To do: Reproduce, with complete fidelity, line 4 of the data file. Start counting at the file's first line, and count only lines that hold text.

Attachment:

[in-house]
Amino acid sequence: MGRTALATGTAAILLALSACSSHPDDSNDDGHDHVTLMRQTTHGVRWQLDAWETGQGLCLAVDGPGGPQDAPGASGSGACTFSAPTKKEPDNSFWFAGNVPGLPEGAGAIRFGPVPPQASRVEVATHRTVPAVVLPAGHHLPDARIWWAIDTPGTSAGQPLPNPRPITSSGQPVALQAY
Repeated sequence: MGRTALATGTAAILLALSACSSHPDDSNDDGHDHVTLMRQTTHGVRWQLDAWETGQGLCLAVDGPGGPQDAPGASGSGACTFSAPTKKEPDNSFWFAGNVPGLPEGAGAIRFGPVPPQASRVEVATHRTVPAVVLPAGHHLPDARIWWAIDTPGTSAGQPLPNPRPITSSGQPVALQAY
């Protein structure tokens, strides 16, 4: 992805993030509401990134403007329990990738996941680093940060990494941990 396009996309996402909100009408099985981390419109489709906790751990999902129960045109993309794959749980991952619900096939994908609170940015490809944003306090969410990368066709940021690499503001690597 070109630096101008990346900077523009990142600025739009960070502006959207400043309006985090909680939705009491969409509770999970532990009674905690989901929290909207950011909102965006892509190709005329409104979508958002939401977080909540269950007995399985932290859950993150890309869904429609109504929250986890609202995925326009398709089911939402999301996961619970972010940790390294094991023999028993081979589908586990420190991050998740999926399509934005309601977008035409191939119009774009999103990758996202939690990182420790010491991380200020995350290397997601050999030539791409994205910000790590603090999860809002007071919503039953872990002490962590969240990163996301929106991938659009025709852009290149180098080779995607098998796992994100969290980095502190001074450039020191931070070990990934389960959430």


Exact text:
């Protein structure tokens, strides 16, 4: 992805993030509401990134403007329990990738996941680093940060990494941990 396009996309996402909100009408099985981390419109489709906790751990999902129960045109993309794959749980991952619900096939994908609170940015490809944003306090969410990368066709940021690499503001690597 070109630096101008990346900077523009990142600025739009960070502006959207400043309006985090909680939705009491969409509770999970532990009674905690989901929290909207950011909102965006892509190709005329409104979508958002939401977080909540269950007995399985932290859950993150890309869904429609109504929250986890609202995925326009398709089911939402999301996961619970972010940790390294094991023999028993081979589908586990420190991050998740999926399509934005309601977008035409191939119009774009999103990758996202939690990182420790010491991380200020995350290397997601050999030539791409994205910000790590603090999860809002007071919503039953872990002490962590969240990163996301929106991938659009025709852009290149180098080779995607098998796992994100969290980095502190001074450039020191931070070990990934389960959430």